Catalans Protest Against Order To Teach More Spanish

BARCELONA (AP) — Thousands of Catalans took to the streets of Barcelona on Saturday to protest a court decision that ordered 25% of all classes in schools to be taught in Spanish, reducing the predominant use of Catalan in classrooms.

The protesters allege that such a decision threatens their education system, which has helped return Catalan to common employment after being suppressed during Francisco Franco’s dictatorship.

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“It is not appropriate for a democracy for a court to invalidate an educational system that is supported by society and its Parliament,” Òscar Escuder, president of Platform for Language, a grassroots group that promotes the use of Catalan and that participated in the march. “According to our polls, 82% of Catalans support” the current system, he added.

The renewed defense of the Catalan language could galvanize the separatist movement in the region, which has been struggling to maintain its unity. Several marchers carried pro-independence flags and the leaders of the movement participated in the protest.

However, families who want their children to receive more instruction in Spanish say the current system violates their rights to study the country’s common language.

The march came less than a month after Spain’s Supreme Court upheld a 2020 decision by a lower court in Catalonia that ruled in favor of a lawsuit brought by the previous conservative government against Catalonia’s education department.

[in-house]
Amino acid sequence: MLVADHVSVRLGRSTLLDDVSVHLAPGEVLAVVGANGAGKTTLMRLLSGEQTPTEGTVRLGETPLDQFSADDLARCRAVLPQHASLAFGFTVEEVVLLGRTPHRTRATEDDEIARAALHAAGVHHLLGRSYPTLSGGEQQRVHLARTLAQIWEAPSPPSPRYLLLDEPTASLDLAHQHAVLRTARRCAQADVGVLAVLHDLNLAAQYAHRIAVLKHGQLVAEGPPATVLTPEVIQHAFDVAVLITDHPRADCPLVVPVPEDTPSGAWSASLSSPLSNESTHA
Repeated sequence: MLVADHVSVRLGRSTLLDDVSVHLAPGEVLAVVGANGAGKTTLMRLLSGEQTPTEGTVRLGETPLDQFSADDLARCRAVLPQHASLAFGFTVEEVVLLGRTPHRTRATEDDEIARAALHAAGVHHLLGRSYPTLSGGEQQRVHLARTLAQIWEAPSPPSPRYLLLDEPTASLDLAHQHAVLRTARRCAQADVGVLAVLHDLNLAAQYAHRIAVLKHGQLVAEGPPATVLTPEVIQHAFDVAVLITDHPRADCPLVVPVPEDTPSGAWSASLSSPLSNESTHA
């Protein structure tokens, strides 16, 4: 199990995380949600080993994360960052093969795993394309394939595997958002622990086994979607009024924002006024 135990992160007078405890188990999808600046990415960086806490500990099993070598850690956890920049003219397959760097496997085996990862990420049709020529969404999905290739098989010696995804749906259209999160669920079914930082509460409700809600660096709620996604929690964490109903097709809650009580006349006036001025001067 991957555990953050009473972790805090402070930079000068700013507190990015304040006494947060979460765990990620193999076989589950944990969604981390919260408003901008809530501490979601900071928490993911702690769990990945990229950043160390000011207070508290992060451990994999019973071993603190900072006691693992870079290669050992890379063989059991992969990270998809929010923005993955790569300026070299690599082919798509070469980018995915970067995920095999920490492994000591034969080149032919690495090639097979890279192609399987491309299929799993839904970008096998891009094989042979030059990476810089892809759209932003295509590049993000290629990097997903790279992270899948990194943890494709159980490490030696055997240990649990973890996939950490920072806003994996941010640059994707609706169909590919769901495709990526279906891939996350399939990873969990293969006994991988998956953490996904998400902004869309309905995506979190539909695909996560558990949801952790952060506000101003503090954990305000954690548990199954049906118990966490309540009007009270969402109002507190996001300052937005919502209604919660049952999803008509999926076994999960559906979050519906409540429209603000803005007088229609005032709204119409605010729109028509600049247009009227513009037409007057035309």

The high court rejected an appeal by the Catalan government against a previous ruling that 25% of academic subjects must be taught in Spanish. That would be equivalent to doubling the hours that Catalan students learn in Spanish. Currently, most schools only use Spanish in Spanish language classes, with everything else taught in Catalan.

The increase seems slight, but for many Catalans it is a sacrilege.

“I want to defend the educational model in which I have grown up and my three children have grown up and it is a successful model,” said Mónica Muñoz, a 47-year-old translator and mother of three.

The decision of a court “is the entrance of the death of the language, the language is the basis of our society of our way of being. Spanish is not in danger”, he affirmed.

Now another institutional confrontation is looming between the central authorities and the Catalan regional government, led by the secessionists who threaten not to comply with the demand to increase Spanish in schools.

The Assembly for a Bilingual School in Catalonia, a grassroots group representing Catalans who want more Spanish in schools, says 100 families have sued the courts and many more back them.

The use of languages ​​in schools in Catalonia has become the center of a heated national debate, after a family said they had been insulted and felt threatened after asking their son’s public school in Canet de Mar, to north of Barcelona, ​​will increase the hours of classes in Spanish, as ordered by the courts.

“We are not against Catalan, we love it, and we enjoy the great wealth it brings to us as individuals and as a society. But we are bilingual, and we also love Spanish,” the family said in an open letter written in Spanish and Catalan.

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Associated Press journalist Hernán Muñoz contributed to this report

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